White whales and orcas from Srednyaya Bay doing well in transit before release in Sea of Okhotsk

White whales and orcas from Srednyaya Bay doing well in transit before release in Sea of Okhotsk

24 June 2019

White whales and orcas from Srednyaya Bay, which are currently being transported in water tanks to the coast of the Khabarovsk Territory for release, are doing well in transit, said Alexei Smorodov, press secretary of the Russian Research Institute of Fisheries and Oceanography (VNIRO), in an interview to the media.


On 21 June, the first group of two orcas and six white whales were transported from the Primorye Territory to Khabarovsk in lorries. There, the water tanks were loaded into a boat that will take the mammals to the coast of the Sea of Okhotsk via the Amur River on 24 June.


“The water tanks are covered with sun protection roofs,” Smorodov said. “The white whales are enjoying their baths while the orcas are communicating with each other by sounds, since their tanks are side by side. All the mammals are breathing calmly, which means that their anxiety from being transported and loaded into the boat has faded. In general, it is a routine situation.”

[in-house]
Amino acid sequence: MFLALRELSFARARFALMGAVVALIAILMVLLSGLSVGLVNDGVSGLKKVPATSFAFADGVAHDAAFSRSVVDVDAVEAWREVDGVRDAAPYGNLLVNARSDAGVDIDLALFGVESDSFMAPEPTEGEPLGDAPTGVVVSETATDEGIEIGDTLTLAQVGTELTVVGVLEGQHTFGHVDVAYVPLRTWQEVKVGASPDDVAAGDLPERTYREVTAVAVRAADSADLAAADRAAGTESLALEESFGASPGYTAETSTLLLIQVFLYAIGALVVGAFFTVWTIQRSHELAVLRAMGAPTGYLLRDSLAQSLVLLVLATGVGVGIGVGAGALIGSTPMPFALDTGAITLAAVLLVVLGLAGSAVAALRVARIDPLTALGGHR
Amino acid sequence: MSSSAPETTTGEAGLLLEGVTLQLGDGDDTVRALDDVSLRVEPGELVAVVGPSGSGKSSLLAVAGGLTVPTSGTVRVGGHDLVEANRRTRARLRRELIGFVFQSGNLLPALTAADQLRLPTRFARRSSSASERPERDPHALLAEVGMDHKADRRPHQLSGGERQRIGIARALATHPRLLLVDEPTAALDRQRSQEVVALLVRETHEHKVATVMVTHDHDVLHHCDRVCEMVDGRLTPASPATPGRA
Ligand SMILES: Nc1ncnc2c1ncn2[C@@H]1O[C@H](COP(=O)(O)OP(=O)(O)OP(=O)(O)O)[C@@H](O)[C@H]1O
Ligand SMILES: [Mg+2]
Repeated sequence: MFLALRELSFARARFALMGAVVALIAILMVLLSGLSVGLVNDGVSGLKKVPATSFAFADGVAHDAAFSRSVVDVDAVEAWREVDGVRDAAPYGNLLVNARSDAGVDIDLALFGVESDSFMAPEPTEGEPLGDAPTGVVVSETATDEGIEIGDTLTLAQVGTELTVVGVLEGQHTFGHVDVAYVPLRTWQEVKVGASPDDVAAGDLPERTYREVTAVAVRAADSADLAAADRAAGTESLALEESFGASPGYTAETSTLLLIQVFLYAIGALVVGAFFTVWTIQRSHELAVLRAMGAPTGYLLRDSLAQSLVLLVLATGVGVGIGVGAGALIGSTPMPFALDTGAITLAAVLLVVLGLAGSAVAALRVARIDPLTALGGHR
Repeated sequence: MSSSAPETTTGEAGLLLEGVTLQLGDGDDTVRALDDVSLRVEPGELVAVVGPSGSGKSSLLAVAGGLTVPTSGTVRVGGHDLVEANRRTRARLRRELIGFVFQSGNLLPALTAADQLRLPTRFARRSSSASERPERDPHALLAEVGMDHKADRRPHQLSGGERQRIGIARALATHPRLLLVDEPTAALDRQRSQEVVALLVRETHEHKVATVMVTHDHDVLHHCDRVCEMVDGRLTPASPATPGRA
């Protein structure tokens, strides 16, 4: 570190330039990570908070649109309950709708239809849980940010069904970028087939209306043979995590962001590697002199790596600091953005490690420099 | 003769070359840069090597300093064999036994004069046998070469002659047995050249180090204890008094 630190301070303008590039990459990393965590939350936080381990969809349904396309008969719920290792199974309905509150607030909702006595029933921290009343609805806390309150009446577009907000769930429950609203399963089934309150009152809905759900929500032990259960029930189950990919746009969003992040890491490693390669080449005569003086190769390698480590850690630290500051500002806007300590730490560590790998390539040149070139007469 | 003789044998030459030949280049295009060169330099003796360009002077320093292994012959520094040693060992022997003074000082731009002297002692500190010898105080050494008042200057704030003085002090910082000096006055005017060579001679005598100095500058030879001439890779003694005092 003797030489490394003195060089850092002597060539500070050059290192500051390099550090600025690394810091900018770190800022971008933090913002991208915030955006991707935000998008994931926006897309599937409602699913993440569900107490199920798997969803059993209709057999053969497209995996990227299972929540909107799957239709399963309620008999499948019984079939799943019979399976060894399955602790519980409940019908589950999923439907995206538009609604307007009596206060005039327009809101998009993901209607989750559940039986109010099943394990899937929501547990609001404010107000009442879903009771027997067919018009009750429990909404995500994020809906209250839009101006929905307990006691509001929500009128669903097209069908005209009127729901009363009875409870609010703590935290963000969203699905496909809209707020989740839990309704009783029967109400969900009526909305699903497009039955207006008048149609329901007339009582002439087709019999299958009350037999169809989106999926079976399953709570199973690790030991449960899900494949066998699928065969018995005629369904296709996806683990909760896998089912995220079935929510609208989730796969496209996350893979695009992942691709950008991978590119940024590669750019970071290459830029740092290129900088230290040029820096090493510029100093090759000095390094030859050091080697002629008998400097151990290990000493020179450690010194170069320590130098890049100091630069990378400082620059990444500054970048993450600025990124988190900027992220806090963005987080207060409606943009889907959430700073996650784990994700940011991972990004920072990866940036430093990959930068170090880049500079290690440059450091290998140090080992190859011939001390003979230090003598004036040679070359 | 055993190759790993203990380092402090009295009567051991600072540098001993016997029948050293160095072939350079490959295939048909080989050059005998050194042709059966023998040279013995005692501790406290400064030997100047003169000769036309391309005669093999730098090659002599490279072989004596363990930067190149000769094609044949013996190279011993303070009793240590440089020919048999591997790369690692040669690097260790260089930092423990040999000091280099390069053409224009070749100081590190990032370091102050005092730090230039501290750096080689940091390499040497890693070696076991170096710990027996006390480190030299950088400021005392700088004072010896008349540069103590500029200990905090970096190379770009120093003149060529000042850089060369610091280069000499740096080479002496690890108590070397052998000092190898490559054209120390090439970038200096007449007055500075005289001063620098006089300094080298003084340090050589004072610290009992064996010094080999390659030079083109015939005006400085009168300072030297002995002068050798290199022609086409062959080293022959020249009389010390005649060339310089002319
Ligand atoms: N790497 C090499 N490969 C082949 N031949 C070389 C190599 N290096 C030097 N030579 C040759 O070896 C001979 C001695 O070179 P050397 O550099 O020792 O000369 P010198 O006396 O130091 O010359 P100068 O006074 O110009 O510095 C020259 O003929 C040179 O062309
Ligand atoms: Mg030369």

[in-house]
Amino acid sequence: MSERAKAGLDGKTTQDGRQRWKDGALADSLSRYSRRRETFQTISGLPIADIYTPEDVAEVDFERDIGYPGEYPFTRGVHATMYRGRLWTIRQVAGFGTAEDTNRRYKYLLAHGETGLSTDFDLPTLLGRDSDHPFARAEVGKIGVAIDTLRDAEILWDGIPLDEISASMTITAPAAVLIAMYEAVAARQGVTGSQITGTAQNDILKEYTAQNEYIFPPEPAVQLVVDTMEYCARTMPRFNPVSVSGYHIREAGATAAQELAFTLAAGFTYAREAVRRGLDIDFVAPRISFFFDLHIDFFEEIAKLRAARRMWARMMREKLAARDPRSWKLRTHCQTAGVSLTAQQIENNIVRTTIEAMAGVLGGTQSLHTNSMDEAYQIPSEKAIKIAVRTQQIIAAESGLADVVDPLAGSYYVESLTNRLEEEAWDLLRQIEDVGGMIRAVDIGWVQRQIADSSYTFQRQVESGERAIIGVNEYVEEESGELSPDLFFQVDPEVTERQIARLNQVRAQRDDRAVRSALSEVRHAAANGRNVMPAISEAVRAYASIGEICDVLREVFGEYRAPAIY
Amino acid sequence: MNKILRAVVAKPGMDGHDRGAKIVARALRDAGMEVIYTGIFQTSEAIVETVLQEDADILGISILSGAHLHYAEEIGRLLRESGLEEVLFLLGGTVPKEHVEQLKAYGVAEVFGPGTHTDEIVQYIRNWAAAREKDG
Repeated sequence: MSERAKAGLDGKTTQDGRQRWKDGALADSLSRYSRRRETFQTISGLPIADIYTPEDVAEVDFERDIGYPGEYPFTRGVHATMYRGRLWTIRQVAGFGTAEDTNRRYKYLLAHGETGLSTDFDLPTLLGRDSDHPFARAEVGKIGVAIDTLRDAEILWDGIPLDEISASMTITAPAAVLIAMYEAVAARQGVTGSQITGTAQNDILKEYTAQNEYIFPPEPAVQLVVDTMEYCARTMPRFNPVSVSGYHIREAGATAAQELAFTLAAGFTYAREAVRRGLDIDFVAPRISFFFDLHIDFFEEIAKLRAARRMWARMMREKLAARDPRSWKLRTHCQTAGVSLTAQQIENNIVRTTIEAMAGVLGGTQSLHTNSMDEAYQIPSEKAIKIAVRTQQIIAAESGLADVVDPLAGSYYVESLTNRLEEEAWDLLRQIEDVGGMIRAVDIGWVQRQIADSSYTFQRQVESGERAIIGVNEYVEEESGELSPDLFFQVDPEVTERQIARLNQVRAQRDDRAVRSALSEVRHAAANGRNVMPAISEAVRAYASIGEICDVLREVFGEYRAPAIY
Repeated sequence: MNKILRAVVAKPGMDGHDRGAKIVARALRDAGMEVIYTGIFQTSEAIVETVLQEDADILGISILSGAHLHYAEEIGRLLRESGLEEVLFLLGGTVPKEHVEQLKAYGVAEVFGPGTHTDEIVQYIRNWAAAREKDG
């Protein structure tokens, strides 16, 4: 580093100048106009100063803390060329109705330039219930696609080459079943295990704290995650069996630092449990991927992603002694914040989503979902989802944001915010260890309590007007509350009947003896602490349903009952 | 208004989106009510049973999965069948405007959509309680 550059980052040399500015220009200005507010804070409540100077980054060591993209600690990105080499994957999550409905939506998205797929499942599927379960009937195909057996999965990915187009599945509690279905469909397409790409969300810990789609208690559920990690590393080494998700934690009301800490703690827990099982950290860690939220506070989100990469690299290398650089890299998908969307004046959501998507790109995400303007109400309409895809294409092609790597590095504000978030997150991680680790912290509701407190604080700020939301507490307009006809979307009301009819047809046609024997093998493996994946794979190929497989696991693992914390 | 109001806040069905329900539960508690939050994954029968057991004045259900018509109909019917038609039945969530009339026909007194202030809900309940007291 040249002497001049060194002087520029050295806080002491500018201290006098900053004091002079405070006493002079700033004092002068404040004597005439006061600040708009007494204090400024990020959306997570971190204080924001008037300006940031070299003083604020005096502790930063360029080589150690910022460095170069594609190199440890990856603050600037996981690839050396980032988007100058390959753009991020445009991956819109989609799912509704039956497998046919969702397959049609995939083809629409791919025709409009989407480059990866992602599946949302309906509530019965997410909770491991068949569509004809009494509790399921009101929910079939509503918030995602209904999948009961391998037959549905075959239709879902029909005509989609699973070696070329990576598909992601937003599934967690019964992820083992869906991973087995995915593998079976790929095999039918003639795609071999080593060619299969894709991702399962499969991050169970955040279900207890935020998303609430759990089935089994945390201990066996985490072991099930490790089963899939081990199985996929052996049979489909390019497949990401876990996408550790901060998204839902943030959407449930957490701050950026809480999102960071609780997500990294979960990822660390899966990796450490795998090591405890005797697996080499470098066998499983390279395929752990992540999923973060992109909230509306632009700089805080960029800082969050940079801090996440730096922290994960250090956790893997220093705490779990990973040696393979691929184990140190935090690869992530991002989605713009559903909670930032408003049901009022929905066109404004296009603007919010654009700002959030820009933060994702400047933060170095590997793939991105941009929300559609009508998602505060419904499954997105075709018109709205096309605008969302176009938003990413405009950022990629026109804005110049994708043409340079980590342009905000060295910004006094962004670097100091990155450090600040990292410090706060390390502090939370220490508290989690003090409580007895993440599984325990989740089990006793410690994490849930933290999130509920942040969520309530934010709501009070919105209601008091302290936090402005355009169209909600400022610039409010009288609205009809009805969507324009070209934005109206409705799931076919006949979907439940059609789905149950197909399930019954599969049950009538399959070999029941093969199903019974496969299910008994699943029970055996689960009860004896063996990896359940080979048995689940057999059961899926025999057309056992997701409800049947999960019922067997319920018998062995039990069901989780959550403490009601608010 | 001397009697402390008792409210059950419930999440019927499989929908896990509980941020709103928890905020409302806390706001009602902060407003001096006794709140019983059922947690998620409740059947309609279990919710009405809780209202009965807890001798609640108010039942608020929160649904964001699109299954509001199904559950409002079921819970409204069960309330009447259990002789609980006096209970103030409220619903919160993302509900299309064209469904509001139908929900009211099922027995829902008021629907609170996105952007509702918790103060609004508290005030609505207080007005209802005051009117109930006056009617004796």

It may take the mammals from two to ten days to adapt to the release site, said Kirill Kolonchin, director of VNIRO.


“The adaptation process might take up to ten days, maybe two or three, as we expect them to reach the state when they can be released,” Kolonchin said. “That is when our experts will come to tag the whales. They will take a blood sample from each whale and then release them. For three months, experts will continue monitoring the mammals via satellites to track their migratory routes.”


The operation to release the mammals will conclude by October 2019, VNIRO stated.


Nine orcas and 81 white whales remain in Srednyaya Bay. One orca and three white whales went missing from their cages; the ecologists did not rule out the possibility of their death. The companies that captured the whales were fined for violating the rules of fisheries. The court found that the companies illegally captured the mammals, with violations for using the wrong fishing gear, vessels and equipment for transporting orcas, for capturing them in the wrong place, and for not having a veterinarian present onboard.